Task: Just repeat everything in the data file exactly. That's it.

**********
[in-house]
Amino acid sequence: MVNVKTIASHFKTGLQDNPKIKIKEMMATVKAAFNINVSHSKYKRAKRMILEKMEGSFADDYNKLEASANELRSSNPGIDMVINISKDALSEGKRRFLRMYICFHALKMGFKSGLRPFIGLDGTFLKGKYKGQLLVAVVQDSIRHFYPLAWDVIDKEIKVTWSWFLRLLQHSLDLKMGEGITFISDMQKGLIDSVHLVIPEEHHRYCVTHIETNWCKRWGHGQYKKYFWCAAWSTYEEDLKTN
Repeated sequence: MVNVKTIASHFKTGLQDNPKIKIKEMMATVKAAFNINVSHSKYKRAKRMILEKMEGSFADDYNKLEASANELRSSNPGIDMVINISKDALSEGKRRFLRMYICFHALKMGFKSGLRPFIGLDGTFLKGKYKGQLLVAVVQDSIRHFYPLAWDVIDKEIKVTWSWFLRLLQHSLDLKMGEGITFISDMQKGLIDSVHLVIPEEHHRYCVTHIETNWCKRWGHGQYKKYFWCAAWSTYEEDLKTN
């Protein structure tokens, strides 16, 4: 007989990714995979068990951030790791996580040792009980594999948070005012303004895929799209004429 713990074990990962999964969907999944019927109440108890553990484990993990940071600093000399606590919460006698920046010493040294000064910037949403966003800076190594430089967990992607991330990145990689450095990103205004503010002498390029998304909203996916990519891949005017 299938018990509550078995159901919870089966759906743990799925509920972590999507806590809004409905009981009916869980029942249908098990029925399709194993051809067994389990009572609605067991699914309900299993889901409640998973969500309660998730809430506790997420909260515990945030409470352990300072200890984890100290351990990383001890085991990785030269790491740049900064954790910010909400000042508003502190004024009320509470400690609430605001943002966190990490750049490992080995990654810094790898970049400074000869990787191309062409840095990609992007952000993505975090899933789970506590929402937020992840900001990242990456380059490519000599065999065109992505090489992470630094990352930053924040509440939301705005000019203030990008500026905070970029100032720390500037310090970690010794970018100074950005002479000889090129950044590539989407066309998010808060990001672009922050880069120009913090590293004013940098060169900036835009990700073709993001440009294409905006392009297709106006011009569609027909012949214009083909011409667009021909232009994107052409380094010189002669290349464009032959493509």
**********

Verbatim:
[in-house]
Amino acid sequence: MVNVKTIASHFKTGLQDNPKIKIKEMMATVKAAFNINVSHSKYKRAKRMILEKMEGSFADDYNKLEASANELRSSNPGIDMVINISKDALSEGKRRFLRMYICFHALKMGFKSGLRPFIGLDGTFLKGKYKGQLLVAVVQDSIRHFYPLAWDVIDKEIKVTWSWFLRLLQHSLDLKMGEGITFISDMQKGLIDSVHLVIPEEHHRYCVTHIETNWCKRWGHGQYKKYFWCAAWSTYEEDLKTN
Repeated sequence: MVNVKTIASHFKTGLQDNPKIKIKEMMATVKAAFNINVSHSKYKRAKRMILEKMEGSFADDYNKLEASANELRSSNPGIDMVINISKDALSEGKRRFLRMYICFHALKMGFKSGLRPFIGLDGTFLKGKYKGQLLVAVVQDSIRHFYPLAWDVIDKEIKVTWSWFLRLLQHSLDLKMGEGITFISDMQKGLIDSVHLVIPEEHHRYCVTHIETNWCKRWGHGQYKKYFWCAAWSTYEEDLKTN
């Protein structure tokens, strides 16, 4: 007989990714995979068990951030790791996580040792009980594999948070005012303004895929799209004429 713990074990990962999964969907999944019927109440108890553990484990993990940071600093000399606590919460006698920046010493040294000064910037949403966003800076190594430089967990992607991330990145990689450095990103205004503010002498390029998304909203996916990519891949005017 299938018990509550078995159901919870089966759906743990799925509920972590999507806590809004409905009981009916869980029942249908098990029925399709194993051809067994389990009572609605067991699914309900299993889901409640998973969500309660998730809430506790997420909260515990945030409470352990300072200890984890100290351990990383001890085991990785030269790491740049900064954790910010909400000042508003502190004024009320509470400690609430605001943002966190990490750049490992080995990654810094790898970049400074000869990787191309062409840095990609992007952000993505975090899933789970506590929402937020992840900001990242990456380059490519000599065999065109992505090489992470630094990352930053924040509440939301705005000019203030990008500026905070970029100032720390500037310090970690010794970018100074950005002479000889090129950044590539989407066309998010808060990001672009922050880069120009913090590293004013940098060169900036835009990700073709993001440009294409905006392009297709106006011009569609027909012949214009083909011409667009021909232009994107052409380094010189002669290349464009032959493509």